25 million people’s personal data “lost in the mail” by UK government

If Joe Hockey – or his Labor successor – start talking about what a great idea the “not-an-ID-card” Access Card – is, here’s a tale from the UK about the hazards of giving governments too much personal data. The Guardian reports:

On October 18, a junior civil servant at the child benefit offices in Tyne and Wear set in train a series of events which put 25 million people at risk of fraud, forced the resignation of the government’s most senior tax collector, put in doubt the future of the government’s ID card scheme, and reinforced doubts as to the competence Gordon Brown’s administration.

It is understood (though not yet absolutely established) that on that Thursday, two CDs, password-protected but containing the government’s entire database of child benefit claimants, including the bank details of 7.25 million families, were sent from the HM Revenue and Customs (HMRC) offices in Waterview Park, Washington, to the National Audit Office on Buckingham Palace Road, London. The government and police believe they were sent by a civil servant with IT know-how, unregistered, via the HMRC’s internal postal system, operated by the private courier TNT. But they did not arrive.

Were the CD’s to make their way into the hands of criminals, they would allow identity theft on a massive scale.

Unsurprisingly, the UK government, particularly new Chancellor Alistair Darling, is scrambling to deal with the fallout, which is particularly embarrassing given that they are keen to introduce identity cards in the UK. As well as a complete bit of misdirection about the ease with which the data could be accessed: “Darling revealed that although the information on the CDs was not encrypted, it was password-protected.” This is like locking a flywire door; anyone armed with the most elementary tools would have been able to bypass such minimal protection. There also seems to be an effort to blame the individual concerned, who undoubtedly made a “”colossal error” in extracting the massive amount of information, burning it to an unencrypted CD and putting it in the regular, untracked, departmental courier service, all of which were apparently breaches of departmental security policy.

Yes, whomever was responsible for this made a career-ending mistake – assuming they weren’t directly ordered to do so by a superior, which I wouldn’t rule out. But there had to have been security policy failures at every level to make this possible. It simply shouldn’t have been possible for a “junior civil servant” to extract this scale and detail of information out of the relevant database without massive red flags being raised. Furthermore, there should be considerable barriers to taking any information – particularly bulk information – out of the system and onto external file systems. And, furthermore, by default everything that gets written to an external data source in such an environment where there is such quantities of sensitive personal data – laptops, CD’s, key drives, and the like – should have strong encryption applied to it. There are freely available commercial (and for that matter free) tools that can do this. And, yes, the fact that somebody who knew how to get such information out of the HMRC’s database didn’t realize that it was a massive no-no to burn it to CD and pop it in the post suggests a severe failure of security training.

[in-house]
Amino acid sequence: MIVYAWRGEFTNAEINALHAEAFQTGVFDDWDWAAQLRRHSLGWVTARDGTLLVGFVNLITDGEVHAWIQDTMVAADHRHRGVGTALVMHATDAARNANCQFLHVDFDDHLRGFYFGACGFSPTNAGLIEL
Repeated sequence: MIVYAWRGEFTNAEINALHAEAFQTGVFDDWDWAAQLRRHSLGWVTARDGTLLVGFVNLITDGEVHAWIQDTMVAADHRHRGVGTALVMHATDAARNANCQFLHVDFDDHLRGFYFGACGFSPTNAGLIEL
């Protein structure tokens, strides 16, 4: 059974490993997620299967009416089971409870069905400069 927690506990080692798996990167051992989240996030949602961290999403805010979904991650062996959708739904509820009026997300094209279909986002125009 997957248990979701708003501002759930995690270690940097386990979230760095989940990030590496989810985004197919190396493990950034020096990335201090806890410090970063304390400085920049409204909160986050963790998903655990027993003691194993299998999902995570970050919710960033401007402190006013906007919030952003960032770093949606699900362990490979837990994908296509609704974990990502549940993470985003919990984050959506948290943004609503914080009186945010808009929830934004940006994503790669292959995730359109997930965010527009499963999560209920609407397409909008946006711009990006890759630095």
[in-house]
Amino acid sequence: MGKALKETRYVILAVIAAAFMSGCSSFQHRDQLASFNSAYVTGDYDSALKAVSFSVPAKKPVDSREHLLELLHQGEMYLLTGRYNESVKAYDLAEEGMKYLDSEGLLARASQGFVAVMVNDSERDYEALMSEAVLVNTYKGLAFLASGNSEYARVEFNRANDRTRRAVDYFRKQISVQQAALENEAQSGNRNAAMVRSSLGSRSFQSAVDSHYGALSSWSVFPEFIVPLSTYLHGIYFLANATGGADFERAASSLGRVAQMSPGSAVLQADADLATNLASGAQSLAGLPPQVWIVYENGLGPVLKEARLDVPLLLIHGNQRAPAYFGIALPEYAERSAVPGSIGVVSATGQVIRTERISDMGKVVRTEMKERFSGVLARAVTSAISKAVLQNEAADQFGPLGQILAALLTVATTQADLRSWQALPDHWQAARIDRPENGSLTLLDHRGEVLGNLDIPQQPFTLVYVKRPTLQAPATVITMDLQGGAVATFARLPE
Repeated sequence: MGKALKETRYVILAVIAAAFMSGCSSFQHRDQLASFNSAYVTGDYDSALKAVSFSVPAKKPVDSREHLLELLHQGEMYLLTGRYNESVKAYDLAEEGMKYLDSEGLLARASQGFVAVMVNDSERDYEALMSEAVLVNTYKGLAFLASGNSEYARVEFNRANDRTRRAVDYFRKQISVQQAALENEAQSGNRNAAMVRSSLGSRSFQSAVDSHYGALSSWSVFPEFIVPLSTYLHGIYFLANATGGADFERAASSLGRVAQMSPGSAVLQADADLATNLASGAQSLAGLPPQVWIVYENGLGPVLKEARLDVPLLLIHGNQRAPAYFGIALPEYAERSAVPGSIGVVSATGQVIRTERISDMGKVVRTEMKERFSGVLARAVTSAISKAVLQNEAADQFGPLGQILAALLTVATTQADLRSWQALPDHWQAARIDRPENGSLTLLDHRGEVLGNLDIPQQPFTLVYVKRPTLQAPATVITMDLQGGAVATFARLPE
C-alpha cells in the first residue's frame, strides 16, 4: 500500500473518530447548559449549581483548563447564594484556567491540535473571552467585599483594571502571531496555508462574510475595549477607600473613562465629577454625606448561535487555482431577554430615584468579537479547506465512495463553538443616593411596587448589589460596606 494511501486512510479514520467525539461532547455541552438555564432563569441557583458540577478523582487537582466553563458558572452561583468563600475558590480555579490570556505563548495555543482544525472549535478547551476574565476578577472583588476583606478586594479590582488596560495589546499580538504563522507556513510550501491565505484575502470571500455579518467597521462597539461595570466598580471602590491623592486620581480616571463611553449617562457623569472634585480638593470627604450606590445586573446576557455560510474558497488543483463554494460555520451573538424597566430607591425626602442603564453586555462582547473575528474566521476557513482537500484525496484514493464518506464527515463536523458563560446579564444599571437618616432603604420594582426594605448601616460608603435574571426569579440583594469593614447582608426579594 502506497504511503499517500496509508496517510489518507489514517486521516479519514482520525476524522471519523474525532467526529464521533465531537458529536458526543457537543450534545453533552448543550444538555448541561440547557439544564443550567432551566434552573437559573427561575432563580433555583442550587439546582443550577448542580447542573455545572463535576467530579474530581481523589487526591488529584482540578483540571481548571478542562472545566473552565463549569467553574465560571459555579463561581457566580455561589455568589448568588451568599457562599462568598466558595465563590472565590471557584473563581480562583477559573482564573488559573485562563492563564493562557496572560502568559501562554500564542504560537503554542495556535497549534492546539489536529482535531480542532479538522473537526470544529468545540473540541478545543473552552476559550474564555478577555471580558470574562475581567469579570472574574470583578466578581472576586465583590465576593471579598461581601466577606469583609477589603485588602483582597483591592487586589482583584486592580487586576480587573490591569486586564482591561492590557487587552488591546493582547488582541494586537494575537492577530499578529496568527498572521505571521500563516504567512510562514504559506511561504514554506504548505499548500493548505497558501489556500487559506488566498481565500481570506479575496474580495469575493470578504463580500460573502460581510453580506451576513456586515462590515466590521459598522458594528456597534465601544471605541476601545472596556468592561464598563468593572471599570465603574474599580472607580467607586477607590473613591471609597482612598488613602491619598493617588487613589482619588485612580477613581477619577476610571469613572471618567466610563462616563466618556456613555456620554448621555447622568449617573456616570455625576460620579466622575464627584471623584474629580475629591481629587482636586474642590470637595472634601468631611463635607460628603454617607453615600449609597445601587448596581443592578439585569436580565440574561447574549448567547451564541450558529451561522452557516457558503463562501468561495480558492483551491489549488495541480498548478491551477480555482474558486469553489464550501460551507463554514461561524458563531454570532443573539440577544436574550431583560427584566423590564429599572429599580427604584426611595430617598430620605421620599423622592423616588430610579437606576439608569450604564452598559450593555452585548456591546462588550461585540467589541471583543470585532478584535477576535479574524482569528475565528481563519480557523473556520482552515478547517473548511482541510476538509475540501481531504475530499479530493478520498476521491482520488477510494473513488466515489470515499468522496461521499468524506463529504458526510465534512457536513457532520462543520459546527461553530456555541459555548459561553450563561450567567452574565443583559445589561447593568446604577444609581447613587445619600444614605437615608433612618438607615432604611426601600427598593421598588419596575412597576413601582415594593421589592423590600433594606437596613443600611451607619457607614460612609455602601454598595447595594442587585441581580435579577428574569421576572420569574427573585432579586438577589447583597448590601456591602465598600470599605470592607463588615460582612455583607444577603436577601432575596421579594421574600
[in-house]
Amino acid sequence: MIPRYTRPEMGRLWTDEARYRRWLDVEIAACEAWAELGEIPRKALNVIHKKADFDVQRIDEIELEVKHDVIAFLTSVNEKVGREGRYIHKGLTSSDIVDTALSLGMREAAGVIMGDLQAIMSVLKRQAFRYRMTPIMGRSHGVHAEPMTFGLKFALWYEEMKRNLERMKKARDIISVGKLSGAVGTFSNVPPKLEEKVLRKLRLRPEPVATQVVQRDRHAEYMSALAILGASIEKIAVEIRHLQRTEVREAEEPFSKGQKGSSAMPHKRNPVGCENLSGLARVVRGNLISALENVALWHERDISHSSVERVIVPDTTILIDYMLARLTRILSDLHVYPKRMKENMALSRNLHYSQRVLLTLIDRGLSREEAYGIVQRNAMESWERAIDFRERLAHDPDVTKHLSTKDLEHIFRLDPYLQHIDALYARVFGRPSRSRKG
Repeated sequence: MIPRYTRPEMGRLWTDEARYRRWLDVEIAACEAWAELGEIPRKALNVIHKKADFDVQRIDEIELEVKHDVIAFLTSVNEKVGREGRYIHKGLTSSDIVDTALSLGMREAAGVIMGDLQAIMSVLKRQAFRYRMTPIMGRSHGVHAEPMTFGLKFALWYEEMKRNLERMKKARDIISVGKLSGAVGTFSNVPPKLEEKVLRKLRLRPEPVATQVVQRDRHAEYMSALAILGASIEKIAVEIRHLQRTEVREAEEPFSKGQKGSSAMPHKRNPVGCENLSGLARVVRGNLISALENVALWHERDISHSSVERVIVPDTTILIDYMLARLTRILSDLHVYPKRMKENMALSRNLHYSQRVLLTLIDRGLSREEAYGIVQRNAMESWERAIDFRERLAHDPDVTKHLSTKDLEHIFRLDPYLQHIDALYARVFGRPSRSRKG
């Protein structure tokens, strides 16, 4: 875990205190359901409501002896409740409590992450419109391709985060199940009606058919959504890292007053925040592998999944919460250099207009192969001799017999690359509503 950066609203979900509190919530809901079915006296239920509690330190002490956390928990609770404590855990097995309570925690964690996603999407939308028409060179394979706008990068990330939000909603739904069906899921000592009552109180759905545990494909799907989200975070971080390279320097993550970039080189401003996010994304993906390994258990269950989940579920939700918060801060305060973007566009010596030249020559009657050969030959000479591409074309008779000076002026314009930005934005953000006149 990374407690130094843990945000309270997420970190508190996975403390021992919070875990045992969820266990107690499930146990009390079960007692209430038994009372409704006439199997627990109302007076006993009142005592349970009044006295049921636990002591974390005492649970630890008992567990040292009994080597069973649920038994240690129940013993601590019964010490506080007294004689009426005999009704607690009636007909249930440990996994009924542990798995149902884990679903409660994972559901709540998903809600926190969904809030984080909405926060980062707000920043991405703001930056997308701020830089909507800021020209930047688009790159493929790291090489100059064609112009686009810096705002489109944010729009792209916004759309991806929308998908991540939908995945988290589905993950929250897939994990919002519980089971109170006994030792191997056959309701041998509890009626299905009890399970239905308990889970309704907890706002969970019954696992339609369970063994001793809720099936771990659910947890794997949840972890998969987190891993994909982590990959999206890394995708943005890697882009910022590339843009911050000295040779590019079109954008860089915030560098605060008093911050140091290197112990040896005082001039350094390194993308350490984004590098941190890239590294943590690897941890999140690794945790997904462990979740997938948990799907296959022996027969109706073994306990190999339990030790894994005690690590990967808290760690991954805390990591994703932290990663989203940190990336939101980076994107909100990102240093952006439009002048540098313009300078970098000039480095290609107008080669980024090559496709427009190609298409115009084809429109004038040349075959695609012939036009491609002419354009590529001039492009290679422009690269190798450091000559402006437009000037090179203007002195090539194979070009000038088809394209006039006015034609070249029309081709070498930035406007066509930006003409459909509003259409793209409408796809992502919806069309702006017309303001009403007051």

And it’s not like the department concerned hasn’t had any warning that they have a security problem: as this IT press blog notes, they’ve recently had issues with stolen laptops with unencrypted data, and a CD containing personal information of 15,000 people, being lost.

All that said, I doubt that most government departments, or for that matter most big businesses, do anything much different – everybody from the janitor up has full access to the company database, and can pull data onto unguarded external data storage; laptop hard drives full of sensitive information routinely walk out the door without encryption to protect it. And that is why I am so unenthusiastic about attempts to make further information available across multiple government departments, as the Access Card project proposed for Australia would undoubtedly do.